GD: SPO—programmatic savior or tearing the ecosystem apart?

WZ: Depending on who is asked, there will almost certainly be a difference of opinion about SPO’s utility and value to the ecosystem. Those on the receiving end who have been pruned by agency buyers or a DSP that uses machine-learning-based buying models to determine the most cost-effective path to inventory might think that we were better off without SPO. Nonetheless, the aim of SPO is to boost overall ecosystem health through cleaner, more efficient pipes to quality media that is brand safe and fraud-free.

Taking this as the starting point, SPO can be seen to benefit any player that adds value to the supply chain. For agencies, this means working closely with DSP, SSP, and publisher partners to find supply paths that are clean, performative, ads.txt and privacy compliant, brand-safe—and that give them a competitive edge over other buyers.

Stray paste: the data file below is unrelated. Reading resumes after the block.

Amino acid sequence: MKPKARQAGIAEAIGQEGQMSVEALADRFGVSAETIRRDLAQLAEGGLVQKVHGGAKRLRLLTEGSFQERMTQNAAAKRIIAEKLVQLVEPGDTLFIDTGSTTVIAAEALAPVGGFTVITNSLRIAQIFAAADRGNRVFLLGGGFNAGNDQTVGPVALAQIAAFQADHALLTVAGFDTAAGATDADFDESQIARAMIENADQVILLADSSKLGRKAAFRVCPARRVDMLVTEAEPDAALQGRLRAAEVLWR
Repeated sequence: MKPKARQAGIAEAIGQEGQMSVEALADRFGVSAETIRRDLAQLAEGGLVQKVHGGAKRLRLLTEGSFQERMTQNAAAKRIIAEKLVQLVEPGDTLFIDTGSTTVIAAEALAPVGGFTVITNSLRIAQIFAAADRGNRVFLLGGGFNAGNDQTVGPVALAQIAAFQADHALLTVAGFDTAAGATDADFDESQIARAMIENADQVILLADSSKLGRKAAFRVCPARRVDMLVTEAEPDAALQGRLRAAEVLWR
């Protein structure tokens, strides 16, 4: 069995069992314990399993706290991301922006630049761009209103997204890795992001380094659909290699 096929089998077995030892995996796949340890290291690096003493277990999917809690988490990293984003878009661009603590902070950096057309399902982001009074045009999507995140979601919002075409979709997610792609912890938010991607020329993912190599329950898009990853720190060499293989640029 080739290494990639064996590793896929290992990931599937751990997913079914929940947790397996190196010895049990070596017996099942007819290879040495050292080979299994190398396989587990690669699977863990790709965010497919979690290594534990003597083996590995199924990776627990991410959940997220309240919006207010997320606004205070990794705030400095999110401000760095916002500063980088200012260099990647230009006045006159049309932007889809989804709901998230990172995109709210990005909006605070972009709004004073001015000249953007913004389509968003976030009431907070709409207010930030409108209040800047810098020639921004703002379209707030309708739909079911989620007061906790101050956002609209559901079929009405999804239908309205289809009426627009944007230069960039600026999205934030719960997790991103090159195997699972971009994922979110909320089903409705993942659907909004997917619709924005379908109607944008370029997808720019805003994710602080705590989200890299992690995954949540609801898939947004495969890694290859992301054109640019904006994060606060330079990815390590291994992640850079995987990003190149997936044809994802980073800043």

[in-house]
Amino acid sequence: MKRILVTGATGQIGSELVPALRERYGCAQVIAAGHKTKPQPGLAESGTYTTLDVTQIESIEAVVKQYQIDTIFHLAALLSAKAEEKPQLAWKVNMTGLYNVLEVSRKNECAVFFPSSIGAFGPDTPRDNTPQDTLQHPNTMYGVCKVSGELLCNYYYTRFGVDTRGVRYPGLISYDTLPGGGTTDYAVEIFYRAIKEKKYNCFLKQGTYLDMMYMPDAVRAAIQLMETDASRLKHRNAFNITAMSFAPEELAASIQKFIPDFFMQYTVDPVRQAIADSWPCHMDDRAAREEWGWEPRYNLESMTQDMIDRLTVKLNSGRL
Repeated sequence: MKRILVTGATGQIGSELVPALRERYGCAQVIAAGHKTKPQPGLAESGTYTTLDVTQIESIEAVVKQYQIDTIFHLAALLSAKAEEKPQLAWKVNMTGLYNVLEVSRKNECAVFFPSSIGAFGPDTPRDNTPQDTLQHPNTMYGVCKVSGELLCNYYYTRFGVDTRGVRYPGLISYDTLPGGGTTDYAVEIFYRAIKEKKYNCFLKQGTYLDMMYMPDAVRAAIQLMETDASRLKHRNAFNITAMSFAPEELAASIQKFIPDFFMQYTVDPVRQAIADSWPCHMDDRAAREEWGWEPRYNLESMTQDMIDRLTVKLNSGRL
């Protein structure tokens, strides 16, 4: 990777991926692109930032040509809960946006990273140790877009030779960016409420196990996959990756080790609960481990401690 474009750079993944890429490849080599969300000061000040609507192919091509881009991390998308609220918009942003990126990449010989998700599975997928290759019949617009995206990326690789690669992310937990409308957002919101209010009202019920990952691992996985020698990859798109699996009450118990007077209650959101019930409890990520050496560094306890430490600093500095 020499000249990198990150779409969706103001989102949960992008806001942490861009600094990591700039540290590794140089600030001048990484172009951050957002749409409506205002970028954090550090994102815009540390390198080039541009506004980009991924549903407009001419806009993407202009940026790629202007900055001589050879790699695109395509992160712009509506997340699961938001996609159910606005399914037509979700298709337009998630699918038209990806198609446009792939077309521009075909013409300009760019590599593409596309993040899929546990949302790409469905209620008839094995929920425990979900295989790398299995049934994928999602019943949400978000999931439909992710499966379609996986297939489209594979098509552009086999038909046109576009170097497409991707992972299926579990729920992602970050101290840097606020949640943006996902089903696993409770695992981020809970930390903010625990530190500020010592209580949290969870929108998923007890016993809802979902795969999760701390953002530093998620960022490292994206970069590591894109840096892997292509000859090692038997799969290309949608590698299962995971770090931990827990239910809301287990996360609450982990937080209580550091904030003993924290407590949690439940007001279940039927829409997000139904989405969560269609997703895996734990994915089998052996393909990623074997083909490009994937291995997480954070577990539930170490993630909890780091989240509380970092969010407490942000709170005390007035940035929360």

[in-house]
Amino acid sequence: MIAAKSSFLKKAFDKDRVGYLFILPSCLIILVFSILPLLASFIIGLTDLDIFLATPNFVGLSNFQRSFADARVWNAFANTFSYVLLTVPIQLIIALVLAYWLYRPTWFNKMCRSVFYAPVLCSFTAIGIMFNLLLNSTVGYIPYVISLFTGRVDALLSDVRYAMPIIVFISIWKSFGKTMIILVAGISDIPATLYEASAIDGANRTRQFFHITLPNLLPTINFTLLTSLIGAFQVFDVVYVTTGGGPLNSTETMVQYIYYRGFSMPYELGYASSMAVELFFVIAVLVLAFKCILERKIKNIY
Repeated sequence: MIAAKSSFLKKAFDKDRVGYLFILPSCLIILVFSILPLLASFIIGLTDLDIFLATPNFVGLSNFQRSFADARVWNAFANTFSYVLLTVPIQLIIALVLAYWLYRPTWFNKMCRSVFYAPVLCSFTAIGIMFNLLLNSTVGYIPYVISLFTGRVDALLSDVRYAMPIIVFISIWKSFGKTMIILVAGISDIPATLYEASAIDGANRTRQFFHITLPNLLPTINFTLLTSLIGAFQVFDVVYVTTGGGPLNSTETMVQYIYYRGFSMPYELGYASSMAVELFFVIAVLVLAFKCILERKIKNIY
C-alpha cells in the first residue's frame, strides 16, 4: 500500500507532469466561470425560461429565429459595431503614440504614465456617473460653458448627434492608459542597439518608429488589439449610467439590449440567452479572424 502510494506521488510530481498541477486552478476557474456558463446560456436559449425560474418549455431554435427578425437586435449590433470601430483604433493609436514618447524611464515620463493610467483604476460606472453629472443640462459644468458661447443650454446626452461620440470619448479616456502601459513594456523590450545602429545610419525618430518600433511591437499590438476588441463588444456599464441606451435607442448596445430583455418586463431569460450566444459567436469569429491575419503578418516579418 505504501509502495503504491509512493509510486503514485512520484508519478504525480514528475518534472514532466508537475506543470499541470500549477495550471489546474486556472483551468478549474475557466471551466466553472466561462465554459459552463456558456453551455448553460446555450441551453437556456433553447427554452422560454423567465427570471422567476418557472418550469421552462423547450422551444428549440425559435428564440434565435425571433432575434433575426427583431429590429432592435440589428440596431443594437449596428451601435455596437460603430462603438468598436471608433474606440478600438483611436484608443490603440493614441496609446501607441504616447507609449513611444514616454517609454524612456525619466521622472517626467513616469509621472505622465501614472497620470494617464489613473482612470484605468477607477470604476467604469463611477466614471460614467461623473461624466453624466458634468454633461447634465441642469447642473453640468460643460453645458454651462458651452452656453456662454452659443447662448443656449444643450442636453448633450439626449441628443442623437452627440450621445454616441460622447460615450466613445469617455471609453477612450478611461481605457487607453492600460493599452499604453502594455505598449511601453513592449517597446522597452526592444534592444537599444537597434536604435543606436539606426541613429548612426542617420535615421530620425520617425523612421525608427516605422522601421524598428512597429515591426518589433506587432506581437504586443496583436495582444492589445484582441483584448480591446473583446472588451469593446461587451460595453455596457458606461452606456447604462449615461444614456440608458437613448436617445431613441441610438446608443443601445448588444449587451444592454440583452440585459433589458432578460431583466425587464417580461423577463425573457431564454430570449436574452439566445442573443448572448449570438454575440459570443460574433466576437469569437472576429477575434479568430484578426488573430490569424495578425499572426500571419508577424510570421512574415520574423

For publishers, SPO should be seen as an opportunity to instruct buy-side partners about their preferred supply paths, namely the ones that restore as much ad spend to working media, but potentially also the ones that create minimal financial risk. In this case, SPO wouldn’t be the savior of programmatic but it would help to reset the playing field around real value generation and restore some sense of balance and control between buyers and sellers.

GD: The open programmatic ecosystem has been squeezed by the walled gardens for some time now—what’s it going to take for that to turn around? Is a second expansion merely a pipe dream?